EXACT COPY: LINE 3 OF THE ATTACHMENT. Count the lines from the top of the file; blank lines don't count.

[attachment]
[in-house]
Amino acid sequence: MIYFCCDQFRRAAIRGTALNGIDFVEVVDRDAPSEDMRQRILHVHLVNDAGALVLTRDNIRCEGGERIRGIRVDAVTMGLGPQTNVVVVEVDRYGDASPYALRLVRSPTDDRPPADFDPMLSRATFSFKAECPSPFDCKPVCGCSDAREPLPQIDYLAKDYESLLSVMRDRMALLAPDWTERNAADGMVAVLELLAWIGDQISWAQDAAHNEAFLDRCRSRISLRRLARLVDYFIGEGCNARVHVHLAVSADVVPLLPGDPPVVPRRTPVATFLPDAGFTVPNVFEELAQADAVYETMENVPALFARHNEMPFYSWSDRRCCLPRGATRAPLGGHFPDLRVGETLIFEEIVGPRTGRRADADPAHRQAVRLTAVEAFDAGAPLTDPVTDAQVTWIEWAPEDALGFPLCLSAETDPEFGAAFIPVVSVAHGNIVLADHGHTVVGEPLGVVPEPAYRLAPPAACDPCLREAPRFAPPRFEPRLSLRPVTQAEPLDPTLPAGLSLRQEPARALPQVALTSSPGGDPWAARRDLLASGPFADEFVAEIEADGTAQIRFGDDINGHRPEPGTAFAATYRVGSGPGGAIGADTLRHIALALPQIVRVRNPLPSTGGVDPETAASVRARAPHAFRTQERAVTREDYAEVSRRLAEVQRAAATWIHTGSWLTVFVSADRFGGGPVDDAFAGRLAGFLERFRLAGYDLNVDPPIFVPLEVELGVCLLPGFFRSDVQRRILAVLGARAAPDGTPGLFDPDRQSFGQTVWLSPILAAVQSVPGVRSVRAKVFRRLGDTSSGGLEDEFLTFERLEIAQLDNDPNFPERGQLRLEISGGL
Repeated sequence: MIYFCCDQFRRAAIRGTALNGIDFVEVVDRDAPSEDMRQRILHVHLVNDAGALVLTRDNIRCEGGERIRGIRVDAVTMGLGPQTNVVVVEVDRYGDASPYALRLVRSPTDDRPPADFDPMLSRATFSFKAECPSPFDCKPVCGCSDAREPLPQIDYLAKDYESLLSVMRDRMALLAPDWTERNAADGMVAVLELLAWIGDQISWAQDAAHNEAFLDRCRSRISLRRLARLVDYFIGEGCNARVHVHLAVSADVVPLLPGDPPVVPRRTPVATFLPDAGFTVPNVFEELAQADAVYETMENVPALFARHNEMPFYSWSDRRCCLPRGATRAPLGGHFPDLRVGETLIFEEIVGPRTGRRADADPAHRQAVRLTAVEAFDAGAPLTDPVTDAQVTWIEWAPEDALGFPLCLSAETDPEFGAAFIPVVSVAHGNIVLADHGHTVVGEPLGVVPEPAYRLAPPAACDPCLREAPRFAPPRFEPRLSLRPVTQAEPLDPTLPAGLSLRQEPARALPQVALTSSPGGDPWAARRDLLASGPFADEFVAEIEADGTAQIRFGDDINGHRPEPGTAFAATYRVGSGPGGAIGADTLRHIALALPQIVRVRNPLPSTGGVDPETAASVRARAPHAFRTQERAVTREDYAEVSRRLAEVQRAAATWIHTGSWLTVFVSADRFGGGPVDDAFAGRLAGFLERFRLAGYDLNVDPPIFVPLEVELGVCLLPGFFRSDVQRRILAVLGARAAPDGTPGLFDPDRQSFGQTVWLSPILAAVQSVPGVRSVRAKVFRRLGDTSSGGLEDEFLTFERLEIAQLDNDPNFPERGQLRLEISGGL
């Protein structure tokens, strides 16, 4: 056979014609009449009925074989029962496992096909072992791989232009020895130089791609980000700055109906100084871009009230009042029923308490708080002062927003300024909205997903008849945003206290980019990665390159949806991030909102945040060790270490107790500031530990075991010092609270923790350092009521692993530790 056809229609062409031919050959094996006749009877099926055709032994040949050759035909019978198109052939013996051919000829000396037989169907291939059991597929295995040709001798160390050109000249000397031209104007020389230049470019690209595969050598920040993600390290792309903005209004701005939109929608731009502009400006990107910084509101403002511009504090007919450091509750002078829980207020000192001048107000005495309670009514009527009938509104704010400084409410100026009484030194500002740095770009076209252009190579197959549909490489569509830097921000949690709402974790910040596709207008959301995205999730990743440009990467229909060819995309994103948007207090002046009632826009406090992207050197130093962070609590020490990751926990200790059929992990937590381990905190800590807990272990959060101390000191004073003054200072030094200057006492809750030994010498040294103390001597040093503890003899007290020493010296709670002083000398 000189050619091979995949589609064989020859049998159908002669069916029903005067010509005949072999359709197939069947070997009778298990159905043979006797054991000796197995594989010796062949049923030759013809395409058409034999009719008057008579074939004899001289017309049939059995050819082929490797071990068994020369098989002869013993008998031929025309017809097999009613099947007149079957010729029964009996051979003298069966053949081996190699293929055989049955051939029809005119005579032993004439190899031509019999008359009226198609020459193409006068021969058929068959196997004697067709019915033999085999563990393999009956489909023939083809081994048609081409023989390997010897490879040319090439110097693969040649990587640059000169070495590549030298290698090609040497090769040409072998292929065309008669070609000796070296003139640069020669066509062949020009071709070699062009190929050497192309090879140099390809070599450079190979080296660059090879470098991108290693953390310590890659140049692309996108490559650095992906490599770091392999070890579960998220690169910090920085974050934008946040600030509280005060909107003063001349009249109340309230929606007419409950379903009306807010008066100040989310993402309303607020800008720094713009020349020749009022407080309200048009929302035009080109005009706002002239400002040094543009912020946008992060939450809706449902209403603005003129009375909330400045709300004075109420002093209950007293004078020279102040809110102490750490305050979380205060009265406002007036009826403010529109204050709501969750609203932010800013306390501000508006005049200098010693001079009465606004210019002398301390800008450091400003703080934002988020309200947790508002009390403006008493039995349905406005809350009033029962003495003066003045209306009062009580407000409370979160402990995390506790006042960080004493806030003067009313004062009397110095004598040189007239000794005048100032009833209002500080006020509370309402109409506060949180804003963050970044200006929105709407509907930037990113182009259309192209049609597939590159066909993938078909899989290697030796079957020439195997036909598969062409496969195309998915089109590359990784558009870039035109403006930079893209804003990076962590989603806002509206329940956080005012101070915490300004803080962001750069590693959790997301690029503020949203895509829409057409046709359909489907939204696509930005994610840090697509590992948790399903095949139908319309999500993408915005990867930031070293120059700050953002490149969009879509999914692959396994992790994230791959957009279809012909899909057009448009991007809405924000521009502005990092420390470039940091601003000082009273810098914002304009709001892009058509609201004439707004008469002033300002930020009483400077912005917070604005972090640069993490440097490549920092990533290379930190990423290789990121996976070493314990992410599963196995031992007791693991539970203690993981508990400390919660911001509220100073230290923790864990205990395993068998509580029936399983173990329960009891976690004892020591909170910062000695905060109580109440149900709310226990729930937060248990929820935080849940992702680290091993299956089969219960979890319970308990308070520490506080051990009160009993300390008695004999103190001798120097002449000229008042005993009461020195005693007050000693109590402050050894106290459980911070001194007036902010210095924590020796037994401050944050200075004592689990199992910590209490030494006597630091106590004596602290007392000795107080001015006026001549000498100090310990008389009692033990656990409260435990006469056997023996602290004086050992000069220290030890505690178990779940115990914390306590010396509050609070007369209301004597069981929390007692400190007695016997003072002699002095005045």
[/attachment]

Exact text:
Repeated sequence: MIYFCCDQFRRAAIRGTALNGIDFVEVVDRDAPSEDMRQRILHVHLVNDAGALVLTRDNIRCEGGERIRGIRVDAVTMGLGPQTNVVVVEVDRYGDASPYALRLVRSPTDDRPPADFDPMLSRATFSFKAECPSPFDCKPVCGCSDAREPLPQIDYLAKDYESLLSVMRDRMALLAPDWTERNAADGMVAVLELLAWIGDQISWAQDAAHNEAFLDRCRSRISLRRLARLVDYFIGEGCNARVHVHLAVSADVVPLLPGDPPVVPRRTPVATFLPDAGFTVPNVFEELAQADAVYETMENVPALFARHNEMPFYSWSDRRCCLPRGATRAPLGGHFPDLRVGETLIFEEIVGPRTGRRADADPAHRQAVRLTAVEAFDAGAPLTDPVTDAQVTWIEWAPEDALGFPLCLSAETDPEFGAAFIPVVSVAHGNIVLADHGHTVVGEPLGVVPEPAYRLAPPAACDPCLREAPRFAPPRFEPRLSLRPVTQAEPLDPTLPAGLSLRQEPARALPQVALTSSPGGDPWAARRDLLASGPFADEFVAEIEADGTAQIRFGDDINGHRPEPGTAFAATYRVGSGPGGAIGADTLRHIALALPQIVRVRNPLPSTGGVDPETAASVRARAPHAFRTQERAVTREDYAEVSRRLAEVQRAAATWIHTGSWLTVFVSADRFGGGPVDDAFAGRLAGFLERFRLAGYDLNVDPPIFVPLEVELGVCLLPGFFRSDVQRRILAVLGARAAPDGTPGLFDPDRQSFGQTVWLSPILAAVQSVPGVRSVRAKVFRRLGDTSSGGLEDEFLTFERLEIAQLDNDPNFPERGQLRLEISGGL